Top White Papers
O'Reilly: Top Ten Secure Shell FAQsJan 28, 2001, 19:07 (0 Talkback[s])
(Other stories by Richard Silverman)
"SSH, the Secure Shell, is a set of protocols and software that provide secure, remote terminal sessions between networked computers. In addition to a simple remote command prompt, most SSH implementations also provide secure forwarding of X Window traffic as well as forwarding of connections to arbitrary TCP ports. These features can protect otherwise insecure protocols such as POP, IMAP, SMTP, and so on. An SSH session applies cryptographically assured privacy and integrity protection as well as mutual authentication to the data passing through it. Used properly, SSH is an extremely valuable tool that helps users more safely navigate today's Internet and helps system administrators secure their networks or perform remote administration."
"1) I just installed OpenSSH, but password authentication is not working!
Many modern flavors of Unix use "PAM" for password authentication. PAM stands for Pluggable Authentication Modules. It is an abstract framework for performing accounting, authentication, and authorization (AAA). The idea is that programs can be written to use PAM instead of particular AAA methods. The system administrator can then customize AAA for different programs by changing the host's PAM setup. Existing services can use new AAA methods, without change, simply by reconfiguring PAM or adding a new PAM module to the system. For example, an IMAP server daemon might log its actions to /var/log/imapd.log, and authenticate clients via the Unix passwd map. If the daemon uses PAM for this, the system administrator can direct that PAM instead log its actions via syslog, and employ Kerberos for user authenticatation. The IMAP server software need not have been written with explicit support for either of these features, so long as it uses PAM. ..."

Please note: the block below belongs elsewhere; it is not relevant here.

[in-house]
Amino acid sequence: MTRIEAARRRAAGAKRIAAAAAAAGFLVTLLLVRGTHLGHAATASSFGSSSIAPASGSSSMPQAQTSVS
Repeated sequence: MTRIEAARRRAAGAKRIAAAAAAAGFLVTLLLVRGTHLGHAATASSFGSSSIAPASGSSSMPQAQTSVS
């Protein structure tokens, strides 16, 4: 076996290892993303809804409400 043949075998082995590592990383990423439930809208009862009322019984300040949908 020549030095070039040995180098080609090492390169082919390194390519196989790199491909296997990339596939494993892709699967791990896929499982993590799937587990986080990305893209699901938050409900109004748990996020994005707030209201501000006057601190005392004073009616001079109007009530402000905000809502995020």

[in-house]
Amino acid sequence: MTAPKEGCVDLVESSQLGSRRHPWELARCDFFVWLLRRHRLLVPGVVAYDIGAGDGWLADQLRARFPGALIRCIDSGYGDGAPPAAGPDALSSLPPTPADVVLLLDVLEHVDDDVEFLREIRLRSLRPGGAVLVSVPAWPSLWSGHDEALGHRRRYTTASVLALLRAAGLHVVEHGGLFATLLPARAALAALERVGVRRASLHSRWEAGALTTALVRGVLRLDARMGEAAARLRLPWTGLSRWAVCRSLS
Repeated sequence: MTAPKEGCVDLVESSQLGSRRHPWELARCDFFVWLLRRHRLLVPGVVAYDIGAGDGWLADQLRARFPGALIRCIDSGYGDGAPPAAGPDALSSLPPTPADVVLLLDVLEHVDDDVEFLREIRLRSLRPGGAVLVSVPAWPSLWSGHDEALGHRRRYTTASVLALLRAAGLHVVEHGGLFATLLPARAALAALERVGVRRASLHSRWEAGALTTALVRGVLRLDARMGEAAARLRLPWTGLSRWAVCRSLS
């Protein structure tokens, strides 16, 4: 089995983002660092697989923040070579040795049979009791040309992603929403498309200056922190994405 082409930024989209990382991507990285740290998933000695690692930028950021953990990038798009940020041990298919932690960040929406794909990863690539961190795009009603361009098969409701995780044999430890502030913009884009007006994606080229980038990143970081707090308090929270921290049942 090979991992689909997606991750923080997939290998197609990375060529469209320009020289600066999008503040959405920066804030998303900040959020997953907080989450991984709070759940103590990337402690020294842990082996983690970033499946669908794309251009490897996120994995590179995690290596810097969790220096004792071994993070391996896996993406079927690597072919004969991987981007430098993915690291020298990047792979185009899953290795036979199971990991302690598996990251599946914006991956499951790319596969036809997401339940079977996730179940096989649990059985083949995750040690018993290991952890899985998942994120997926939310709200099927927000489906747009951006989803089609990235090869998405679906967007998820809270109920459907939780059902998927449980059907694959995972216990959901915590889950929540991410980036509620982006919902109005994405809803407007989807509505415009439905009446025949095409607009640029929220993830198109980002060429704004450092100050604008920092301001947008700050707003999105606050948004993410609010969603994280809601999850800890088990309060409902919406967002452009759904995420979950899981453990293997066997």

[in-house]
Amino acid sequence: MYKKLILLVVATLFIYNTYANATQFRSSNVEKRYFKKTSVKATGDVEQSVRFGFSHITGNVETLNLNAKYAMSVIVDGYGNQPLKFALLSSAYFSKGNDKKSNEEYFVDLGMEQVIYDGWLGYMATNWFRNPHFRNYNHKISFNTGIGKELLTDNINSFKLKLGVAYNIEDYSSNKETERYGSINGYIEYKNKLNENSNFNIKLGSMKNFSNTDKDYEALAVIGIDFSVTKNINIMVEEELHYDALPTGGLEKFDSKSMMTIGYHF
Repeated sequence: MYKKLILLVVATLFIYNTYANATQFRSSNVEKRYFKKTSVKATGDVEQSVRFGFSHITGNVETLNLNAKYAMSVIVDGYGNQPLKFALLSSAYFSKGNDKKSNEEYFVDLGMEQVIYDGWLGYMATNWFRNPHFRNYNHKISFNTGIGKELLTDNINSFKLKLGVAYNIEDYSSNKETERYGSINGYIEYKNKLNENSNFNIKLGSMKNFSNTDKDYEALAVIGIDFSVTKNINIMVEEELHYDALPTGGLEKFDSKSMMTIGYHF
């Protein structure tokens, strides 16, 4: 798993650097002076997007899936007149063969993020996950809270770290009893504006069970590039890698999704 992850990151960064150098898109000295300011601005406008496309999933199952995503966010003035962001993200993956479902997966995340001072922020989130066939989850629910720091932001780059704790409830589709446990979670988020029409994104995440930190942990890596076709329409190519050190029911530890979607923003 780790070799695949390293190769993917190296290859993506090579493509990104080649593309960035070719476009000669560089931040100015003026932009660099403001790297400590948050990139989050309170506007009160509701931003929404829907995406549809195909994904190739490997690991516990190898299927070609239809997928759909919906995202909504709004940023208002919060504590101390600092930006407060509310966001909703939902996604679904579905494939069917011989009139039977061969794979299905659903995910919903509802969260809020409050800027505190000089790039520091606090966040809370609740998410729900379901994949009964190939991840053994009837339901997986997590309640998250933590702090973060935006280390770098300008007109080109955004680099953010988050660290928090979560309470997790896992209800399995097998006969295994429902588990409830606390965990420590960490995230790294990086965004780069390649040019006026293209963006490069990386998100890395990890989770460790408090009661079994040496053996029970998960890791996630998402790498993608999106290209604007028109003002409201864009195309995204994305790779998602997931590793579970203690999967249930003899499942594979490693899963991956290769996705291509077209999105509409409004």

"2) I use particular combinations of SSH command-line options all the time when connecting to various server hosts. Is there a way to automate this, other than using shell-command aliases?
Yes. Use labeled sections in the SSH client-configuration file. For instance:
# ~/.ssh/config (SSH1 or OpenSSH) Host foo.bar.com User slade PasswordAuthentication no LocalForward 2143 localhost:143With this bit of configuration, if you give the command ssh foo.bar.com, SSH will behave as if you had instead typed:
ssh -l slade -L 2143:localhost:143 -o PasswordAuthentication=no foo.bar.comNote that the labeled section is only used if the label matches the hostname you give to SSH on the command line, verbatim."
0 Talkback[s] (click to add your comment)